Every year I hope to take a big trip to somewhere new, and as a true car geek I always like to check out the local car culture and admire all of the cars that we don’t get in the US but are more commonplace abroad. Last year, I visited Monte Carlo, Monaco, which has the most millionaires & billionaires per capita of any country in the world, and checked out all of the exotic vehicles there. This year my big trip was quite different – we visited South Africa, Zimbabwe, and Botswana to go on a safari and have a more cultural experience. My wife and I visited for two weeks, and we spent the first 6 days in Cape Town, ZA and then ventured up north to Kruger National Park, Karongwe Private Game Reserve, Victoria Falls, and then ending in the Chobe National Park in Botswana.
Going on a safari requires a special kind of vehicle; it needs to be offroad capable to get where the animals are, it needs to seat ~9 passengers, have a relatively decent ride quality so your customers don’t get car sick, and they need to be very durable and reliable so that you don’t break down surrounded by lions, elephants, and other animals that could kill everyone on board if they’re not able to make a swift escape. Given those requirements, the Toyota Land Cruiser, Land Rover Defender, and Toyota Hilux (a pickup) are the most popular as they’re very rugged, reliable, and easy to find.
Each outfit we visited had slightly different variations of the standard safari setup; in the National Parks, the laws usually required that the safari vehicles had a full roof with protection for a rollover, while the private reserves generally do not. The full roof and side bars are nice from a safety perspective, but the roof and railings definitely limits visibility and creates a little more of a disconnect from the wildlife. Some of the private game reserves we went to had vehicles that were almost completely open air (not even a windshield) and that was an awesome way to experience things. The only downside of the fully open air approach is that the wind chill in the morning can be a little uncomfortable. There is also no shade if it gets hot in the middle of the day, but that is a compromise I’d be willing to make.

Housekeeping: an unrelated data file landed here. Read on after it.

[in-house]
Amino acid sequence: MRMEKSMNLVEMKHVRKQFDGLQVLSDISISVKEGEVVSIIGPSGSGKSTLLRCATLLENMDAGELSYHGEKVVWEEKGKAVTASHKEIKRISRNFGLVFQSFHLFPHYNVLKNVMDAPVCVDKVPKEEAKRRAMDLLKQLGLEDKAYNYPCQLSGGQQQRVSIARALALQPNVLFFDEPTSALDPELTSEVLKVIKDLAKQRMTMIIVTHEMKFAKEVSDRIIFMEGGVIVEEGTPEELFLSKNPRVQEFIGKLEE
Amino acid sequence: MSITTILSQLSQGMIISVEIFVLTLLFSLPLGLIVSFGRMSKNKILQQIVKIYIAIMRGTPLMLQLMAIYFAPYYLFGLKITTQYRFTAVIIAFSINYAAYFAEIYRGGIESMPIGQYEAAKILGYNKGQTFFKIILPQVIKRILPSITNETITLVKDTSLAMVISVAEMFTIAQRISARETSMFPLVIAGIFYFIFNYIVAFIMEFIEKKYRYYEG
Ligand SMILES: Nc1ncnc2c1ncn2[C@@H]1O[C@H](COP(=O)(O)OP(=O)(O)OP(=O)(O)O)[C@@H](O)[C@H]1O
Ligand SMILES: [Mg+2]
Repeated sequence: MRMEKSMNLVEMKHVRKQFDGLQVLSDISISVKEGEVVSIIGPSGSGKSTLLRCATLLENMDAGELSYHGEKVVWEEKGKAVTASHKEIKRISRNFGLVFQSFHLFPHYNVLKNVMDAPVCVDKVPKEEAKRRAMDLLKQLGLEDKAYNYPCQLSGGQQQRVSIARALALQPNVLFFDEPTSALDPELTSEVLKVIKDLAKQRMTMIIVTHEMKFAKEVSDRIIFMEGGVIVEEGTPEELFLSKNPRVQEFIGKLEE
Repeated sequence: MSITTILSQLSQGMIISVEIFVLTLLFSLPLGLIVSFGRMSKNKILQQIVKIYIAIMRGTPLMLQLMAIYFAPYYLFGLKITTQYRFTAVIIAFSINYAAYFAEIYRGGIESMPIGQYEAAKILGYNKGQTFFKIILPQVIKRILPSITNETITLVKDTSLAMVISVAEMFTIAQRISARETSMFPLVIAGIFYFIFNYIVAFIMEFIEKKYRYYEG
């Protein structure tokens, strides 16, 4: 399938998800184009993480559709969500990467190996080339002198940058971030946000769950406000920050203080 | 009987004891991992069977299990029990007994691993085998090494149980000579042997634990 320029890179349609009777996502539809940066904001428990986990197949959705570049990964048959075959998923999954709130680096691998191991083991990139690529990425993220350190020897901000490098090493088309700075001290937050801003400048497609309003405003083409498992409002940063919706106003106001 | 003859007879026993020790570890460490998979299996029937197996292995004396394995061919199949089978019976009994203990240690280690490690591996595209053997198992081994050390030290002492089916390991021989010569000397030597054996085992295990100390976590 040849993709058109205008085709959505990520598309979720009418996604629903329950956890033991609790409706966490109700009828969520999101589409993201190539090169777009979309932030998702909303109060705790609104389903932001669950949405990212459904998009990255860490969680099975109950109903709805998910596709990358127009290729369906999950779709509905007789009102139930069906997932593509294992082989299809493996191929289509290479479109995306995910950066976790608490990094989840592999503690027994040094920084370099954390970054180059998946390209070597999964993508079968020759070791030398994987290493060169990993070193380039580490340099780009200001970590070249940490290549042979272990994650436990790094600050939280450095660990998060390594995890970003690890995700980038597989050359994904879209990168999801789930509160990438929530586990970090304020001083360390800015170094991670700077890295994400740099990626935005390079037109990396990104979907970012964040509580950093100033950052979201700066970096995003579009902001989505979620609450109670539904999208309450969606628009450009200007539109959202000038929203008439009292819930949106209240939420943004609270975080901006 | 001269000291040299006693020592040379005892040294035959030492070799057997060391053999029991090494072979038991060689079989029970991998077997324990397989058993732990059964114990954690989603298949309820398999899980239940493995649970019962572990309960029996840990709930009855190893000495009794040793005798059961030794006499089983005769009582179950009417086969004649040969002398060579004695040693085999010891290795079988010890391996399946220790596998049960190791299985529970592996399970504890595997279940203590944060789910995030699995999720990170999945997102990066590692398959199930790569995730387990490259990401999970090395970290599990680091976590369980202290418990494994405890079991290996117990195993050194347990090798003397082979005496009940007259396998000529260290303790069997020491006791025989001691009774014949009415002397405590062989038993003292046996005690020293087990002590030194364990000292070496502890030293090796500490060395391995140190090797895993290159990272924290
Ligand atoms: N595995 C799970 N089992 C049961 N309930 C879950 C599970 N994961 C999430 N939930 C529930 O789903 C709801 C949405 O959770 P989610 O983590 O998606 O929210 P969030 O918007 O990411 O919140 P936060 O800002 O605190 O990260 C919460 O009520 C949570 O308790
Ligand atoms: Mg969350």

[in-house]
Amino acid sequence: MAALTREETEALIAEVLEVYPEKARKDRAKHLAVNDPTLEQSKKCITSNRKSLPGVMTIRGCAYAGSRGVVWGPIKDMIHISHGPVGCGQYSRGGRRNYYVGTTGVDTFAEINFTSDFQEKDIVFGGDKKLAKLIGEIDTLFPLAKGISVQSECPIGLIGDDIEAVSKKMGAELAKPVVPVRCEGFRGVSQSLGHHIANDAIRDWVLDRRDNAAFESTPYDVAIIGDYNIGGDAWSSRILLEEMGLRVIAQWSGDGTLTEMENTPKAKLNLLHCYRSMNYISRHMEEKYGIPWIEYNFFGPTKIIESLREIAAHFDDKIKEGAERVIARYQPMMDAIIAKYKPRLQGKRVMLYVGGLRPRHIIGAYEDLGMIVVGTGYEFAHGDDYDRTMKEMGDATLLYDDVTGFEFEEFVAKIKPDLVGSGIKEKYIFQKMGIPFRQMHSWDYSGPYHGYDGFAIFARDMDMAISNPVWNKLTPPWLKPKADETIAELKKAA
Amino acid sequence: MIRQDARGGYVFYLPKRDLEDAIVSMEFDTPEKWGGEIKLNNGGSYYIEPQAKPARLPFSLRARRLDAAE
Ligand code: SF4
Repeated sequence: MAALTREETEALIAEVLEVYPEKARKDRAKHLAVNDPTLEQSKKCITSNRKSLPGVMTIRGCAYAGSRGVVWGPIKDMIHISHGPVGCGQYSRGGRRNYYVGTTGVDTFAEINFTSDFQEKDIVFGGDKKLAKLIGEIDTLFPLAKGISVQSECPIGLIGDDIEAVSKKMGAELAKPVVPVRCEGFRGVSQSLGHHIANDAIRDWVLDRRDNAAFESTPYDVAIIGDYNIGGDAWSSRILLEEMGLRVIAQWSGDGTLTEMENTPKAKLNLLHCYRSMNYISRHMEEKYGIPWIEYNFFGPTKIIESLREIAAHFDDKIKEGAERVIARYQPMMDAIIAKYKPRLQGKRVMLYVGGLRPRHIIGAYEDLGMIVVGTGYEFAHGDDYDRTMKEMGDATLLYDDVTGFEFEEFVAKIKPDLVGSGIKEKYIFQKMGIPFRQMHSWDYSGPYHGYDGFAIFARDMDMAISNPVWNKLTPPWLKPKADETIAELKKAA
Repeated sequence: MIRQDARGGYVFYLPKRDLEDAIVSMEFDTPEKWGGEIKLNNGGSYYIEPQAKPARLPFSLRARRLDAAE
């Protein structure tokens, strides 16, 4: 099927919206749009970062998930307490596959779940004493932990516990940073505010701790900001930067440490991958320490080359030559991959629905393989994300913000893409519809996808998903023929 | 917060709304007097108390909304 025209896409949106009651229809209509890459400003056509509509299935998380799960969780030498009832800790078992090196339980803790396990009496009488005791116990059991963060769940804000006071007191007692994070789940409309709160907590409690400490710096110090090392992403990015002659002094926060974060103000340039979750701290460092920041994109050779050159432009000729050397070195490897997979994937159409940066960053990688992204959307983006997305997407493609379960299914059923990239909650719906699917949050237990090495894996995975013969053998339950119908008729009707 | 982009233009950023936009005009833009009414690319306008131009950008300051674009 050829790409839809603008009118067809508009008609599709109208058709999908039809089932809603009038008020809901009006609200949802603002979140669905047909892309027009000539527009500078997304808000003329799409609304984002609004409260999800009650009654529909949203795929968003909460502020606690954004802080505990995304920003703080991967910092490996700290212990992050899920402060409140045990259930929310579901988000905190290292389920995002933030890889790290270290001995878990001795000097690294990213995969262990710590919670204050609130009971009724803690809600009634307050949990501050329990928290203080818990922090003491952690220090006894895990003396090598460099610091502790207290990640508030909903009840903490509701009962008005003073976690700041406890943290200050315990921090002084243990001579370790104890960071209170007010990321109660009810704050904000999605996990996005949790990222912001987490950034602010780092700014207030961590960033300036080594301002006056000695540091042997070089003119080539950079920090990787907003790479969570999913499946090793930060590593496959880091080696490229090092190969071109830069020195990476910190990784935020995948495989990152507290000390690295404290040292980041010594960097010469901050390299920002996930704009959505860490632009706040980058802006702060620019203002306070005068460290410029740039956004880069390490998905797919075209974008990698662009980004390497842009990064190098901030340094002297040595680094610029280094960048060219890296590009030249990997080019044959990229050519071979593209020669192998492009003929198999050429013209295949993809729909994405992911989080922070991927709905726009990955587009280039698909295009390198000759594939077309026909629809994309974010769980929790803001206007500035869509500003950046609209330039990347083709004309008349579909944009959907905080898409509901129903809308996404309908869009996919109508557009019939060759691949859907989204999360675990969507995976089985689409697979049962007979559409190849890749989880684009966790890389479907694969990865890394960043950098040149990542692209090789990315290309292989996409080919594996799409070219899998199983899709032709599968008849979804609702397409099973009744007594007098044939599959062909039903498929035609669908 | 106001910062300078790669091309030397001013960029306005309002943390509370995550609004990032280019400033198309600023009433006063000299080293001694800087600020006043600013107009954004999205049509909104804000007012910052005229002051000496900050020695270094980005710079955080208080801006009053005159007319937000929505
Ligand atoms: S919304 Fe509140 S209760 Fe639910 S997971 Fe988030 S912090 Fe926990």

Interestingly, the Land Rover Defenders were the favorite of the guides when the trails would be particularly rough, as they tend to do the best offroad, but in nearly all other cases the guides tended to prefer the Land Cruisers since they ride a little smoother and have some more creature comforts. As a passenger I could definitely tell the improvement in ride quality in the Land Cruisers, but I’ve always had a fetish for Defenders so I didn’t mind either vehicle.
The pickup based Toyota Hilux safari vehicles (above) were probably the cheapest and least remarkable options, but have their place too. They’re slightly less luxurious as the Land Cruiser, and definitely much less capable than the Defender, but for most uses they do a good job at getting from A to B.
Another cool feature was the brush guards at one reserve not just had your usual equipment, but a folding table that could be used to serve drinks & appetizers at the end of a long day. It was quite the experience to have a beer overlooking the African bush and see all sorts of wildlife in the distance.
When not in use, the table just folds in like above – cool stuff! While the cars were cool – the wildlife was definitely the highlight of the trip. We saw all of the “Big 5” animals from super close, and even witnessed lions eating a fresh kill and a leopard take down a bushbuck. If you love nature or animals, I would definitely recommend an African safari in your lifetime – while its expensive and requires a lot of travel, it was 100% worth it for us.